Dr. Duncan Mackenzie
Duncan Mackenzie (1861 - 1934) was a Scottish archaeologist, who worked for many years on one of the most spectacular digs of early 20th century archaeology, the palace of Knossos in Crete, supposed epicentre of Minoan civilisation.
He was born in Rossshire, Scotland, studied philosophy at Edinburgh University, and received his PhD from Vienna in classical archaeology. After earning a great reputation as a field archaeologist at Phylakopi, he was recommended to Sir Arthur Evans to help him run his dig at Knossos. The two would remain partners in archaeology for the next thirty years.
Mackenzie served as Evans's second in command during his excavations of Knossos. He kept detailed records as Evans's assistant of daily discoveries and served as a middle man between Evans and the inhabitants of Crete with whom he developed an excellent rapport - unlike the aristocratic Evans - often being the guest at weddings, baptisms and feasts. Born to a poor Highland family, Mackenzie proved his capabilities as a talented field-archaeologist. Despite the crucial role he played in the excavations, Mackenzie was eventually fired by Evans. In Time and Chance, Joan Evans said that Mackenzie became very difficult to work during the latter years of his curatorship because of "the gradual onset of his illness." It has also been said that Evans found Mackenzie one night passed out on a table and fired him the next day. However, friends of Mackenzie said that he did not drink. In any case, this removal devastated Mackenzie and exacerbated the mental illness from which he already suffered.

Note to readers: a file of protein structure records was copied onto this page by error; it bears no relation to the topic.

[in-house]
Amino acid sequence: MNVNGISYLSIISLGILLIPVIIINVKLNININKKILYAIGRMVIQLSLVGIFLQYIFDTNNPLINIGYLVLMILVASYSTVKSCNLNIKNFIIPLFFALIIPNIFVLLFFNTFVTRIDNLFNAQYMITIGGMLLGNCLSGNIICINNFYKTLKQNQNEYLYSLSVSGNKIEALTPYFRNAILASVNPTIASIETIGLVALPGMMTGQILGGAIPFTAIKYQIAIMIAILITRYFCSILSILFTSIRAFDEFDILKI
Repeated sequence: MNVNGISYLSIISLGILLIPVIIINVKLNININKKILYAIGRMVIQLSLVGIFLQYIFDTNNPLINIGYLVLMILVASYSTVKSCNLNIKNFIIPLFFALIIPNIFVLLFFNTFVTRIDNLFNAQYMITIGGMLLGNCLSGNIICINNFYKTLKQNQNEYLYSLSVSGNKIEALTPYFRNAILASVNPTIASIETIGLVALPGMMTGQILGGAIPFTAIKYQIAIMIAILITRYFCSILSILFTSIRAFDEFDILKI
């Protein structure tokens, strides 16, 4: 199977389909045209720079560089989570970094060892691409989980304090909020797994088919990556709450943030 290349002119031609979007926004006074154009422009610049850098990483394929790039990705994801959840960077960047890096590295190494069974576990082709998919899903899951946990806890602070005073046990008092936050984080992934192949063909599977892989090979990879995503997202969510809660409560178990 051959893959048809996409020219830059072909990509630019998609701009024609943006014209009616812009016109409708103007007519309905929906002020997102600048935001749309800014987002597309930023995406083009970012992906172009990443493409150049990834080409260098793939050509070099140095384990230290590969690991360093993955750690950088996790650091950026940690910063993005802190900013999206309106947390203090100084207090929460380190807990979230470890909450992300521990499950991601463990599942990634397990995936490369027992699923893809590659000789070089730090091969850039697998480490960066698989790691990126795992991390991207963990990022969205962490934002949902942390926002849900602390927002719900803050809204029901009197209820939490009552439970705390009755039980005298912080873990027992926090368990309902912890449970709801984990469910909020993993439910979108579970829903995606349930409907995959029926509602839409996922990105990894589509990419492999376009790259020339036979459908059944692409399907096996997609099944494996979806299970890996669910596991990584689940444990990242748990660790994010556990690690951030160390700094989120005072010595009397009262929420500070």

After Mackenzie's death in Italy, some of Evans's system of Minoan dating came into question. It was the meticulous work of Mackenzie that became the key witness in defense of Evans's work. Though conflict existed between Evans and Mackenzie, Evans respected Mackenzie for his contributions to the excavation and paid tribute to his right-hand man in the last volume of The Palace of Minos.